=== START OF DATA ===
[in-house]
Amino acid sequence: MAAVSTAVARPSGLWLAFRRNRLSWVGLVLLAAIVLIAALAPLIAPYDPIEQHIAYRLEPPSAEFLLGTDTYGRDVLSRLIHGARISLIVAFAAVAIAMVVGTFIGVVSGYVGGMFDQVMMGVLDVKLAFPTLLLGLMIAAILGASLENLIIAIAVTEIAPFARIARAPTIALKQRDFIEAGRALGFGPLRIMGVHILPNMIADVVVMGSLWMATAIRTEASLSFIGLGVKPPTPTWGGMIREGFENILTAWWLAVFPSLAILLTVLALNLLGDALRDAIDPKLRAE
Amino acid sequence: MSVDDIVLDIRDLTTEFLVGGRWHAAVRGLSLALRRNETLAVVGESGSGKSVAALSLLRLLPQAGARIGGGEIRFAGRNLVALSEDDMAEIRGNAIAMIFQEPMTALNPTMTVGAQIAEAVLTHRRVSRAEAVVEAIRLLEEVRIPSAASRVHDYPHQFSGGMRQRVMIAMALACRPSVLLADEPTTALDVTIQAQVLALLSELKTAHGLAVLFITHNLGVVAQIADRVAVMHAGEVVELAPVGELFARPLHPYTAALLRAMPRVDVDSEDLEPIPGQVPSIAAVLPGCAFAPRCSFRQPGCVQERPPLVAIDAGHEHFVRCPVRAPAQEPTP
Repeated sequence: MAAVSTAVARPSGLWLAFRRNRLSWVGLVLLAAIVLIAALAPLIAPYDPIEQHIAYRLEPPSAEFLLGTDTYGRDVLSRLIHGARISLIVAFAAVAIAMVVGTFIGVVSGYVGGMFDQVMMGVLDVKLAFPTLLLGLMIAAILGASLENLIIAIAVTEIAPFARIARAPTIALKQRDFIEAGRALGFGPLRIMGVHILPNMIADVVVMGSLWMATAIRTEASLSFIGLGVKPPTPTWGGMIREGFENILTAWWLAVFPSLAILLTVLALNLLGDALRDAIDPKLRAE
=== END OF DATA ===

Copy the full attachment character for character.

[in-house]
Amino acid sequence: MAAVSTAVARPSGLWLAFRRNRLSWVGLVLLAAIVLIAALAPLIAPYDPIEQHIAYRLEPPSAEFLLGTDTYGRDVLSRLIHGARISLIVAFAAVAIAMVVGTFIGVVSGYVGGMFDQVMMGVLDVKLAFPTLLLGLMIAAILGASLENLIIAIAVTEIAPFARIARAPTIALKQRDFIEAGRALGFGPLRIMGVHILPNMIADVVVMGSLWMATAIRTEASLSFIGLGVKPPTPTWGGMIREGFENILTAWWLAVFPSLAILLTVLALNLLGDALRDAIDPKLRAE
Amino acid sequence: MSVDDIVLDIRDLTTEFLVGGRWHAAVRGLSLALRRNETLAVVGESGSGKSVAALSLLRLLPQAGARIGGGEIRFAGRNLVALSEDDMAEIRGNAIAMIFQEPMTALNPTMTVGAQIAEAVLTHRRVSRAEAVVEAIRLLEEVRIPSAASRVHDYPHQFSGGMRQRVMIAMALACRPSVLLADEPTTALDVTIQAQVLALLSELKTAHGLAVLFITHNLGVVAQIADRVAVMHAGEVVELAPVGELFARPLHPYTAALLRAMPRVDVDSEDLEPIPGQVPSIAAVLPGCAFAPRCSFRQPGCVQERPPLVAIDAGHEHFVRCPVRAPAQEPTP
Repeated sequence: MAAVSTAVARPSGLWLAFRRNRLSWVGLVLLAAIVLIAALAPLIAPYDPIEQHIAYRLEPPSAEFLLGTDTYGRDVLSRLIHGARISLIVAFAAVAIAMVVGTFIGVVSGYVGGMFDQVMMGVLDVKLAFPTLLLGLMIAAILGASLENLIIAIAVTEIAPFARIARAPTIALKQRDFIEAGRALGFGPLRIMGVHILPNMIADVVVMGSLWMATAIRTEASLSFIGLGVKPPTPTWGGMIREGFENILTAWWLAVFPSLAILLTVLALNLLGDALRDAIDPKLRAE